71. Wong G, Greenhalgh T, Westhorp G, Buckingham J, Pawson R. RAMESES publication standards: meta-narrative reviews. BMC Med. 2013;11(1):20.

    PubMed  PubMed Central  Article  Google Scholar 

  72. Braun V, Clarke V. Using thematic analysis in psychology. Qual Res Psychol. 2006;3(2):77–101.

    Article  Google Scholar 

  73. Cassol H, Pétré B, Degrange S, Martial C, Charland-Verville V, Lallier F, et al. Qualitative thematic analysis of the phenomenology of near-death experiences. PLoS ONE. 2018;13(2): e0193001.

    PubMed  PubMed Central  Article  CAS  Google Scholar 

  74. Hsieh H-F, Shannon SE. Three Approaches to Qualitative Content Analysis. Qual Health Res. 2005;15(9):1277–88.

    PubMed  Article  Google Scholar 

  75. Chochinov HM. Dignity-conserving care: A new model for pallative care: Helping the patient feel valued. JAMA. 2002;287(17):2253–60.

    PubMed  Article  Google Scholar 

  76. France EF, Uny I, Ring N, Turley RL, Maxwell M, Duncan EAS, et al. A methodological systematic review of meta-ethnography conduct to articulate the complex analytical phases. BMC Med Res Methodol. 2019;19(1):35.

    PubMed  PubMed Central  Article  Google Scholar 

  77. Noblit GW, Hare RD, Hare RD. Meta-ethnography: Synthesizing qualitative studies: sage; 1988.

  78. Leung D. Granting death with dignity: patient, family and professional perspectives. Int J Palliat Nurs. 2007;13(4):170–4.

    PubMed  Article  Google Scholar 

  79. Rodríguez-Prat A, Balaguer A, Booth A, Monforte-Royo C. Understanding patients' experiences of the wish to hasten death: An updated and expanded systematic review and meta-ethnography. BMJ Open. 2017;7(9).

  80. Bylund-Grenklo T, Werkander-Harstäde C, Sandgren A, Benzein E, Östlund U. Dignity in life and care: The perspectives of Swedish patients in a palliative care context. Int J Palliat Nurs. 2019;25(4):193–201.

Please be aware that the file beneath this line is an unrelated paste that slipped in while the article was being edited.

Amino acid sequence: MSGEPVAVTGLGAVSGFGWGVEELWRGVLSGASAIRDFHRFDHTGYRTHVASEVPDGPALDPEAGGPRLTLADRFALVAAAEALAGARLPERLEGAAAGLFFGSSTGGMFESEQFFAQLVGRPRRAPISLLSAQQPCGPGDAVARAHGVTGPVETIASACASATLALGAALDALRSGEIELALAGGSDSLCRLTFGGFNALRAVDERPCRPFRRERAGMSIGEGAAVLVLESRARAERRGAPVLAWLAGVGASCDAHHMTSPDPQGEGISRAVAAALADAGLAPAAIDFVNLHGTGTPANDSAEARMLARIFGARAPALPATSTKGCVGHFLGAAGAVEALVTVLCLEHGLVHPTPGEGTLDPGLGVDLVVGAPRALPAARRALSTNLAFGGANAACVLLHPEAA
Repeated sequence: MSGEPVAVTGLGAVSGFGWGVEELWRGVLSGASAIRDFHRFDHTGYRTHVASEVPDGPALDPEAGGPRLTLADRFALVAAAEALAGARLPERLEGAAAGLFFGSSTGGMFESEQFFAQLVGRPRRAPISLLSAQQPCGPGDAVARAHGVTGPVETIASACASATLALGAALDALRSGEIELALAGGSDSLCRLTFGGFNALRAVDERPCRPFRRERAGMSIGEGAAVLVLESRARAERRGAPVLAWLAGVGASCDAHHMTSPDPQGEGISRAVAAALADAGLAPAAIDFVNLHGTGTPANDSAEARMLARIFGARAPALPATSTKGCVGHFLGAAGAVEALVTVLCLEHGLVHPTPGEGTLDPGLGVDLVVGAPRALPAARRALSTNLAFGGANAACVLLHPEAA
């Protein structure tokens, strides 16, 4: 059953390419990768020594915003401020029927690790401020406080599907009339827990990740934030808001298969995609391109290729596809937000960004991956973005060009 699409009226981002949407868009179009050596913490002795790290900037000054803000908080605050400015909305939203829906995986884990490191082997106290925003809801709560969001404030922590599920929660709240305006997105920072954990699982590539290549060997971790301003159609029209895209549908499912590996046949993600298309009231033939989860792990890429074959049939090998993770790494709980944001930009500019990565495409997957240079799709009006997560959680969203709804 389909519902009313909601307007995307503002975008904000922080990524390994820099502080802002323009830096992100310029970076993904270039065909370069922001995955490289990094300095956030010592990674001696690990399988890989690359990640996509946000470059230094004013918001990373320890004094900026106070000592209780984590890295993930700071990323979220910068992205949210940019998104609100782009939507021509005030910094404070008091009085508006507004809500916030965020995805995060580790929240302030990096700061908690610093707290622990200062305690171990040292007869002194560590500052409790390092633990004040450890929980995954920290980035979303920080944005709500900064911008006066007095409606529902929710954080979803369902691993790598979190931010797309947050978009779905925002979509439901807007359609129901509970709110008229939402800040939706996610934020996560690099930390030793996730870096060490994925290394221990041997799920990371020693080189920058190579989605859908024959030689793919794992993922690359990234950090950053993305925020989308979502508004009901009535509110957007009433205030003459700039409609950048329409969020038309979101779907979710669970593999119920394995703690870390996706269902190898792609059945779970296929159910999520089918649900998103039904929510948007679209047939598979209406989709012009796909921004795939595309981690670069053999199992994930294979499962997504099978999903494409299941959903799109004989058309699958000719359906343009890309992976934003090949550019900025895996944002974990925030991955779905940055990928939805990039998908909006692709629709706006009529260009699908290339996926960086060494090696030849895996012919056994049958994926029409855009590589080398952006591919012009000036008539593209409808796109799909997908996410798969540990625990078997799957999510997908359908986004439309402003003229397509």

PubMed  Article  Google Scholar 

  81. Pleschberger S. Dignity and the challenge of dying in nursing homes: The residents’ view. Age Ageing. 2007;36(2):197–202.

  82. Duarte Enes SP. An exploration of dignity in palliative care. Palliat Med. 2003;17(3):263–9.

    Article  Google Scholar 

  83. Rodriguez-Prat A, Monforte-Royo C, Porta-Sales J, Escribano X, Balaguer A. Patient perspectives of dignity, autonomy and control at the end of life: Systematic review and meta-ethnography. PLoS ONE. 2016;11(3).

  84. Parpa E, Kostopoulou S, Tsilika E, Galanos A, Katsaragakis S, Mystakidou K. Psychometric properties of the Greek version of the Patient Dignity Inventory in advanced cancer patients. J Pain Symptom Manage. 2017;54(3):376–82.

    PubMed  Article  Google Scholar 

  85. Macdonald D. Beyond, “death with dignity”: A hospice vignette. Am J Hosp Palliat Med. 2000;17(2):78–9.

    CAS  Article  Google Scholar 

  86. Albers G, Pasman HR, Rurup ML, de Vet HC, Onwuteaka-Philipsen BD. Analysis of the construct of dignity and content validity of the patient dignity inventory. Health Qual Life Outcomes. 2011;9:45.

    PubMed  PubMed Central  Article  Google Scholar 

  87. van Gennip IE, Pasman HRW, Oosterveld-Vlug MG, Willems DL, Onwuteaka-Philipsen BD. The development of a model of dignity in illness based on qualitative interviews with seriously ill patients. Int J Nurs Stud. 2013;50(8):1080–9.

    PubMed  Article  Google Scholar 

  88. Bruun Lorentsen V, Nåden D, Sæteren B. The meaning of dignity when the patients’ bodies are falling apart. Nurs Open. 2019;6(3):1163–70.

  89. Gerry EM. Privacy and dignity in a hospice environment - The development of a clinical audit. Int J Palliat Nurs. 2011;17(2):92–8.

    PubMed  Article  Google Scholar 

  90. Staats K, Grov EK, Husebo BS, Tranvag O. Dignity and loss of dignity: Experiences of older women living with incurable cancer at home. Health Care for Women International. 2020:No-Specified.

  91. Dening KH, Jones L, Sampson EL. Preferences for end-of-life care: A nominal group study of people with dementia and their family carers. Palliat Med. 2013;27(5):409–17.